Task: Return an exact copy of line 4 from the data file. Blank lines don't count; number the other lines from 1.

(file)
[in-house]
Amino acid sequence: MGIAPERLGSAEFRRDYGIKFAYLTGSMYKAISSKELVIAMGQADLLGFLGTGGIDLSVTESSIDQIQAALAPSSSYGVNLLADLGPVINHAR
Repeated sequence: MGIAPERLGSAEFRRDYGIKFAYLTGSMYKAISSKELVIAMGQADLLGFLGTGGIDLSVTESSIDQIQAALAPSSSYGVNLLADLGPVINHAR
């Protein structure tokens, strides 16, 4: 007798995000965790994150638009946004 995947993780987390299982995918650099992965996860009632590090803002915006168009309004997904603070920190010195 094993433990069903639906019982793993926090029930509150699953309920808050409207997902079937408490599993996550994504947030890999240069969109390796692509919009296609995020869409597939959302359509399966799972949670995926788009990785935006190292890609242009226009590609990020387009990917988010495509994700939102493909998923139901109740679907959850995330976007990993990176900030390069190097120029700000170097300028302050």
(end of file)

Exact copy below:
């Protein structure tokens, strides 16, 4: 007798995000965790994150638009946004 995947993780987390299982995918650099992965996860009632590090803002915006168009309004997904603070920190010195 094993433990069903639906019982793993926090029930509150699953309920808050409207997902079937408490599993996550994504947030890999240069969109390796692509919009296609995020869409597939959302359509399966799972949670995926788009990785935006190292890609242009226009590609990020387009990917988010495509994700939102493909998923139901109740679907959850995330976007990993990176900030390069190097120029700000170097300028302050």